I want to introduce POJO Jenerator, a code generator I've built over 10 years of Java web development. I have been using it exclusively for my own development, and it has saved me immeasurable amounts of time and frustration.
I've also found it to be a very useful teaching tool for bringing new developers up to speed in how to architect and construct a Java web-app.
In brief, you specify the name and attributes of an object, and POJO Jenerator will create for you:
- A DDL statement to create your database table
- A JavaBean class to represent rows in the table
- A full-CRUD, native JDBC persistence layer (DAO pattern class) with support for transactions
- A full-CRUD, working web-based AJAX GUI prototype
- I've recently added support for enumerations as well
Check it out here: What is POJO Jenerator?
(It's totally free.)
I'd be interested in feedback from those who actually try it out and play with the generated code.
I'm also interested in extending the tool to generate code for GWT, and possibly other platforms.
Please contact me: firstname.lastname@example.org if interested.
what? 4 servlets needed for the web.xml? really?
Not sure I understand what you mean. 4 servlets is too many?
No answer. Well, I guess I'll take a guess that you think 4 servlets to implement full CRUD capability is too many. The only thing I can think of is that you would prefer to combine all or most of that functionality into a single servlet, and then pass in parameters to specify whether the user is adding, updating, deleting, etc.? There are merits to that approach, but also pitfalls.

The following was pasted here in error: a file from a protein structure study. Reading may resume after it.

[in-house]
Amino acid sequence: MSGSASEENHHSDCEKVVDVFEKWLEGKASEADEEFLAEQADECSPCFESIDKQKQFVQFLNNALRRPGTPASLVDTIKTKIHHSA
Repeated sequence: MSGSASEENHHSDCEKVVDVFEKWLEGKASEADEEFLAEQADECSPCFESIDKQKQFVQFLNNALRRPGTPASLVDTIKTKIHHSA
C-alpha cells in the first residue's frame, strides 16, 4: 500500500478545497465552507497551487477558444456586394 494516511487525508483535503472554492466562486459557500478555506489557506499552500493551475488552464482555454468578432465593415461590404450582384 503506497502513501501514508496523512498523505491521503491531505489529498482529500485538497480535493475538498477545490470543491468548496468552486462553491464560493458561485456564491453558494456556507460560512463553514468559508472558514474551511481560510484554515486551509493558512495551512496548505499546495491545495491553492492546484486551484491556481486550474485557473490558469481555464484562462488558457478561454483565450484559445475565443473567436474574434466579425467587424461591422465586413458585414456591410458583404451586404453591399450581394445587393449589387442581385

This is precisely the kind of discussion I wanted to foster, but of course it won't do much good if no one participates or follows through by explaining how it is you'd prefer to see it done.
However, this is all just academic. To see what it does, do me a favor, and go to this URL: http://www.timechannels.com/EmployeeDisplayRecords
This is an example of what POJO Jenerator produces. Go ahead, enter some new records, edit them, delete them, etc. Play with it a little. Then ask yourself this question: how long would it take you to build that functionality, for that example table, using your current tools, technologies, techniques?
If the answer is anything more than 10 minutes, you really owe it to yourself to check out POJO Jenerator. And if you have any ideas for extending POJO Jenerator to support alternative technologies, I'd have to think it would be a worthwhile endeavor for you to participate in that. (Imagine never having to write that kind of code ever again...)